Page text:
More than once, Flaubert’s parrot, put me in mind of Poe’s raven:
Not the least obeisance made he; not a minute stopped or stayed he;
But, with mien of lord or lady, perched above my chamber door
Perched upon a bust of Pallas just above my chamber door
Perched, and sat, and nothing more.
Poe’s bird was capable of speech in a limited way – “never more” – while Flaubert’s parrot was dead and stuffed and completely silent. The narrator in Barnes’ novel is a widowed phsycian whose hobby is Flaubert, his writings and what could be called Flaubertiana, that is, the letters and memoirs, real estate and things associated with the French author of Madam Bovary. Two museums have rival parrots, one of which may have been the stuffed bird which inspired LouLou, the live bird in Flaubert’s A Simple Heart. Whatever LouLou had to say, her prototype explains nothing.
Things and events come in two and threes: two parrots, three statues of Flaubert in Rouen, two or three mistresses. Early on, the narrator complains about this sort of complexity.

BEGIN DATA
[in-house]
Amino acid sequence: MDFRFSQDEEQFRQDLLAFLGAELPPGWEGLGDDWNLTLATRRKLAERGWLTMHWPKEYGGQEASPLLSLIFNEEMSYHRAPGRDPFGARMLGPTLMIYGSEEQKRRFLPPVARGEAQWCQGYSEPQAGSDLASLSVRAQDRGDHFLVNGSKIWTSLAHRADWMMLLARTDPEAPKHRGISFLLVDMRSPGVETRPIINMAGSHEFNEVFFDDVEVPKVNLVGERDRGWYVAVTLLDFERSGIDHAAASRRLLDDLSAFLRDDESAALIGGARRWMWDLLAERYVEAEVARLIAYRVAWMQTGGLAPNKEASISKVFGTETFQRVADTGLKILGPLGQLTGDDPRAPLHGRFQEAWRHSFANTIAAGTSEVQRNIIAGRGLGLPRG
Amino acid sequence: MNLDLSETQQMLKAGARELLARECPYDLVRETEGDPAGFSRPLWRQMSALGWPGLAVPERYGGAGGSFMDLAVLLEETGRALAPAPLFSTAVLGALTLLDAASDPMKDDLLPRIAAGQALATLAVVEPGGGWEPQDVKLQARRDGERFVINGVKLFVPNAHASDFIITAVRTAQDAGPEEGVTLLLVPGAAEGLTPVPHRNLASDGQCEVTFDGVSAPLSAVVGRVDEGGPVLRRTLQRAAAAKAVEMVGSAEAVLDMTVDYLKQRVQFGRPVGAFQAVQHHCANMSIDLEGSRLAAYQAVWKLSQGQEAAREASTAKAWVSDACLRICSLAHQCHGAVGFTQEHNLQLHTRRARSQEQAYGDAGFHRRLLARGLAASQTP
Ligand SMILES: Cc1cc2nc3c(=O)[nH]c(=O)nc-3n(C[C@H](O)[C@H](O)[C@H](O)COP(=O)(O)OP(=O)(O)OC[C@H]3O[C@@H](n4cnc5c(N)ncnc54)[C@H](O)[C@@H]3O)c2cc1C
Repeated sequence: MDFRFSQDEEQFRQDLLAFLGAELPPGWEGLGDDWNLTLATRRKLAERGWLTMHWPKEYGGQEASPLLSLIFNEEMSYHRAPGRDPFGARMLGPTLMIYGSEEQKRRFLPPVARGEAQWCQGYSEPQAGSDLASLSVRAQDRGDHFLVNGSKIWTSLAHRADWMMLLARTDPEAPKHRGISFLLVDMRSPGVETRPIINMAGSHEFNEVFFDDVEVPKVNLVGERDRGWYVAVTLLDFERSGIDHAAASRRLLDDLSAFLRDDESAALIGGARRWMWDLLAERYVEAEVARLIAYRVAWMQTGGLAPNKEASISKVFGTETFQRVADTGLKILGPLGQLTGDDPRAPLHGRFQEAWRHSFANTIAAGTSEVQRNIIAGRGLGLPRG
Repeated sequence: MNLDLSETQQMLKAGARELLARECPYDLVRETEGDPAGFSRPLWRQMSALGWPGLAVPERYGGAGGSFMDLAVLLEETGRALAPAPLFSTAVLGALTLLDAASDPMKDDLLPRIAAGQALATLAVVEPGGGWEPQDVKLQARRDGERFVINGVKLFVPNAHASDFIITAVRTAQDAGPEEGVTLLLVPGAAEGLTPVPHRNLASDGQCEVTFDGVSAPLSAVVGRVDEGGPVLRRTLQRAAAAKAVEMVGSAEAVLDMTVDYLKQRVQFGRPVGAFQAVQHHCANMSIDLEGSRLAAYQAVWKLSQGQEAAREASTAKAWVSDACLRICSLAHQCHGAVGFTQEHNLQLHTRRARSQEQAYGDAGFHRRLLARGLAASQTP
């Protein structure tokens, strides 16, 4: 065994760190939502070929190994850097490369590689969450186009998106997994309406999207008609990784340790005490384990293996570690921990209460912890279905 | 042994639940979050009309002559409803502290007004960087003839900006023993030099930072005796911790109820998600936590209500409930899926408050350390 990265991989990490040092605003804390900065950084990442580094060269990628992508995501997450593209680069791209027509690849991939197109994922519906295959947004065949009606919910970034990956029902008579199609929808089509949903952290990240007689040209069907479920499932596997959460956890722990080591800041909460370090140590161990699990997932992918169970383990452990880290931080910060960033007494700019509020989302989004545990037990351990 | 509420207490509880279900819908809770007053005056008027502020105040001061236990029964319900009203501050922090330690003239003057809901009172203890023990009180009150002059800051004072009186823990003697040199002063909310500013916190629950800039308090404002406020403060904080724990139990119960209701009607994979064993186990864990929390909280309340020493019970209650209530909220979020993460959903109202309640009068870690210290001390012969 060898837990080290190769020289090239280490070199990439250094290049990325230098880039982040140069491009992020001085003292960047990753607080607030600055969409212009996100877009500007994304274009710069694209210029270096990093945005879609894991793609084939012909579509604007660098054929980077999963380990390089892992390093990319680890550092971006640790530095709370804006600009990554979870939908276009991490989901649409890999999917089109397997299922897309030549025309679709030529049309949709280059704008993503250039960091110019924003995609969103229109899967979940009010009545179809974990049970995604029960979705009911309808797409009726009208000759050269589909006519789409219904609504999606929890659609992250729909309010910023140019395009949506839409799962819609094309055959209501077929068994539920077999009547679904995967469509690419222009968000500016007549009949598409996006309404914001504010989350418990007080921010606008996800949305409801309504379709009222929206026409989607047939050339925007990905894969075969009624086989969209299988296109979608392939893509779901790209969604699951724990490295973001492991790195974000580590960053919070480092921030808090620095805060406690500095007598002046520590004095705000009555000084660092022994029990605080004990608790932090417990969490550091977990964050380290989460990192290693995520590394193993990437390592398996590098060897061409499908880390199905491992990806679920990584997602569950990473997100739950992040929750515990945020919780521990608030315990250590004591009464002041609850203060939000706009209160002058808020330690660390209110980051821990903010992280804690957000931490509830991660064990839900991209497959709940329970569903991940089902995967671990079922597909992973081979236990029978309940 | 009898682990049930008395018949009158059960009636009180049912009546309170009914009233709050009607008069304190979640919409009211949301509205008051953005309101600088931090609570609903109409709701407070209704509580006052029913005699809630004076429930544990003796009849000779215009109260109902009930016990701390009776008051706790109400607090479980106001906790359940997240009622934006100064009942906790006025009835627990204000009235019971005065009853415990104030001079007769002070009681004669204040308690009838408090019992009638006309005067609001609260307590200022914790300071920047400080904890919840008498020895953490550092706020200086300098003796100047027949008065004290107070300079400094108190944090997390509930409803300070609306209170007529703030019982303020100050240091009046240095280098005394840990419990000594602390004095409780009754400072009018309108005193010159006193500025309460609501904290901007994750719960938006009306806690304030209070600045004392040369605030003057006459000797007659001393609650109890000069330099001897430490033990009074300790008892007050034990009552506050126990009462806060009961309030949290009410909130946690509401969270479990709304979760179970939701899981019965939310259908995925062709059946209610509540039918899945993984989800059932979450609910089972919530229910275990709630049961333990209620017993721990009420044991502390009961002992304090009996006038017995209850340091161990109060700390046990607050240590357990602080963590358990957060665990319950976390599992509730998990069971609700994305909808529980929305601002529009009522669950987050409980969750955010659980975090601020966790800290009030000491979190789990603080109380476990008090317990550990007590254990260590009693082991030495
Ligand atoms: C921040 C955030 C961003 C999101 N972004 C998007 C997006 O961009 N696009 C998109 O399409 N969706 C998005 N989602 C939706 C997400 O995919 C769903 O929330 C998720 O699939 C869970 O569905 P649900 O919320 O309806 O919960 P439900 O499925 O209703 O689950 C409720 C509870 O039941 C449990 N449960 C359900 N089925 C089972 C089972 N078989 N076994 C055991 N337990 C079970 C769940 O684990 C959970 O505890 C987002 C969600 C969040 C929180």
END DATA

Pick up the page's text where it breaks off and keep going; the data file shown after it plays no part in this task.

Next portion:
When a contemporary narrator hesitates, claims uncertainty, misunderstands, plays games and falls into error, does the reader in fact conclude that reality is being more authentically rendered? When the writer provides two different endings to his novel (why two? Why not a hundred?), does the reader seriously imagine he is being ‘offered a choice’ and that the work is reflecting life’s variable outcomes? Such a ‘choice’ is never real, because the reader is obliged to consume both endings.
Barnes then proceeds to spin a tale or tales of multiple endings, multiple interpretations. I think I prefer the raven, enigmatic, but a single bird.